If those examples are accurate, do you believe that’s what it takes to be a trustworthy, quality person? I think that by now you know better! Are you afraid that your rabbi and seminary mentor will disapprove of your relationship with this new guy because he is more modern? Did they approve of the other guy who cheated with non-Jewish women behind your back? I may get flak for saying this, but perhaps you need to find new mentorship in your life before you go any further. Perhaps they are no longer a match for you.

I can see why you would (unknowingly) self-sabotage a relationship with a man who might ultimately be good for you. By doing so, you won’t have to worry about the approval from your rabbi and seminary mentor, and the decision of choosing between them and this guy is no longer yours. Your subconscious would be taking care of it for you.

My advice is for you to continue dating this man while being your best self. It doesn’t sound like he has any issues with your continuing education, and it also doesn’t sound like he minds that you feel more comfortable living in your community than in his. You have been through so many changes in your life and it stands to reason that as long as you feel settled where you live, it is probably best that you remain there. However, that doesn’t mean that you need to follow the masses with respect to the person you marry.

I can understand why you feel the need for approval and acceptance from your community, and I believe that you can still have that and the man, too. If you are planning to ask your more yeshivish cronies what they think of him, you can expect that they might find a reason for you to nix him. It’s all in the way you present it to them.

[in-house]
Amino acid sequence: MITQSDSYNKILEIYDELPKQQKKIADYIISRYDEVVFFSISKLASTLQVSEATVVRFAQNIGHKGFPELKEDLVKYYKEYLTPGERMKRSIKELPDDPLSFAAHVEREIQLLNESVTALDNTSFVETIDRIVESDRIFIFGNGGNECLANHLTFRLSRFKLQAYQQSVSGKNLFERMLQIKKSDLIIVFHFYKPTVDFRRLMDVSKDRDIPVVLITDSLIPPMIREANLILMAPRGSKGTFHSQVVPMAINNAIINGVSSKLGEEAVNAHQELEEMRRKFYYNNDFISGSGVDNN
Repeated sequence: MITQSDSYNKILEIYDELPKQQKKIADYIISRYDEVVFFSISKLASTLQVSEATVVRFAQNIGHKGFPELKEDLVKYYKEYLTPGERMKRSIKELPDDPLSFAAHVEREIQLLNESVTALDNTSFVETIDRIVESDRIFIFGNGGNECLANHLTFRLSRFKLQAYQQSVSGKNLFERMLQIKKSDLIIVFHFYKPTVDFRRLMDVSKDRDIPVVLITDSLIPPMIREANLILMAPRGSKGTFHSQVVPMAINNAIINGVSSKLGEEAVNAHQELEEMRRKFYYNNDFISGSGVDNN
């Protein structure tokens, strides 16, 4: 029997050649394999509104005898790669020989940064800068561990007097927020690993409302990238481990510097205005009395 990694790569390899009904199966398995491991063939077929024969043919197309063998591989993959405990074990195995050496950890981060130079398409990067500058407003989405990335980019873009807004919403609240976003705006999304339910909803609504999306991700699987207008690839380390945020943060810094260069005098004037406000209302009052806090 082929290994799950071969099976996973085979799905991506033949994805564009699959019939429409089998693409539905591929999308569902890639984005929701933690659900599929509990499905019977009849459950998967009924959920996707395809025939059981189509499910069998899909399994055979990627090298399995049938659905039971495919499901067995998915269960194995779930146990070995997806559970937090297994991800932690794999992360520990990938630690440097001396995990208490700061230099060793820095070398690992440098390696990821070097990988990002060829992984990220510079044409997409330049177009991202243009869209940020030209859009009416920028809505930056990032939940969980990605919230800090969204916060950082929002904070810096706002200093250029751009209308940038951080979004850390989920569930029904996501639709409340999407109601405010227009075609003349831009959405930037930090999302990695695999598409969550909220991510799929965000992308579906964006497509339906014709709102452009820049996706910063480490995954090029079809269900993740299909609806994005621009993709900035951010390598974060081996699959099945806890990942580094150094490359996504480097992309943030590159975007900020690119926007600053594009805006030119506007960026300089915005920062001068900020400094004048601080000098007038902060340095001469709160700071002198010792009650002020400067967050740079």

Tell your advisers that you are dating a man who is shomer Torah u’mitzvos, and that he is a good and sincere person. Stress how happy you are that you met him, especially after all you have been through with that other failure. You can then say that the only difference is his way of dressing, or whatever else you consider superficial. They will likely ask to meet him, and if the relationship progresses to the point where you feel comfortable showing him off, then if he is good to you, he will probably make a favorable impression on them, too. My guess is that it will all work out in the end. However, if these people you are so concerned about are narrow-minded, then my opinion, as I said earlier, is to find new hadrachah.

You were given another chance at happiness. Grab it. You have only one life to live right now and it’s your own. Maximize it to its full potential.

Baila Sebrow is president of Neshoma Advocates, communications and recruitment liaison for Sovri-Beth Israel, executive director of Teach Our Children, and a shadchanis and shidduch consultant. She can be reached at Questions and comments for the Dating Forum can be submitted to